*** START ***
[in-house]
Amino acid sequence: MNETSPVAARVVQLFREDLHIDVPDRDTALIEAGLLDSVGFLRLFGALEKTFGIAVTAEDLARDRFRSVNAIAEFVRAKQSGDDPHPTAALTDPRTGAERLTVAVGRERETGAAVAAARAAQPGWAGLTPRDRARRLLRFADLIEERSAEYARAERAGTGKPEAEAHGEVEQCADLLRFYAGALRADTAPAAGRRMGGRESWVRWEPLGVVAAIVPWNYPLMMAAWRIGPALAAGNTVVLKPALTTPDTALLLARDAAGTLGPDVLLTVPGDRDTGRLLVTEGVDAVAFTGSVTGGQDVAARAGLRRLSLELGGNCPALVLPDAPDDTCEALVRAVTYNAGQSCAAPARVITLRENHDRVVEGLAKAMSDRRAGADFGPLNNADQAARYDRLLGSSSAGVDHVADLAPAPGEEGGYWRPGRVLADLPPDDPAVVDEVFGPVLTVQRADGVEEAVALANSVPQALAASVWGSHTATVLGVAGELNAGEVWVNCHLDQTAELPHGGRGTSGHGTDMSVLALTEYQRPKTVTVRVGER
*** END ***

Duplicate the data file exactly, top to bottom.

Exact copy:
[in-house]
Amino acid sequence: MNETSPVAARVVQLFREDLHIDVPDRDTALIEAGLLDSVGFLRLFGALEKTFGIAVTAEDLARDRFRSVNAIAEFVRAKQSGDDPHPTAALTDPRTGAERLTVAVGRERETGAAVAAARAAQPGWAGLTPRDRARRLLRFADLIEERSAEYARAERAGTGKPEAEAHGEVEQCADLLRFYAGALRADTAPAAGRRMGGRESWVRWEPLGVVAAIVPWNYPLMMAAWRIGPALAAGNTVVLKPALTTPDTALLLARDAAGTLGPDVLLTVPGDRDTGRLLVTEGVDAVAFTGSVTGGQDVAARAGLRRLSLELGGNCPALVLPDAPDDTCEALVRAVTYNAGQSCAAPARVITLRENHDRVVEGLAKAMSDRRAGADFGPLNNADQAARYDRLLGSSSAGVDHVADLAPAPGEEGGYWRPGRVLADLPPDDPAVVDEVFGPVLTVQRADGVEEAVALANSVPQALAASVWGSHTATVLGVAGELNAGEVWVNCHLDQTAELPHGGRGTSGHGTDMSVLALTEYQRPKTVTVRVGER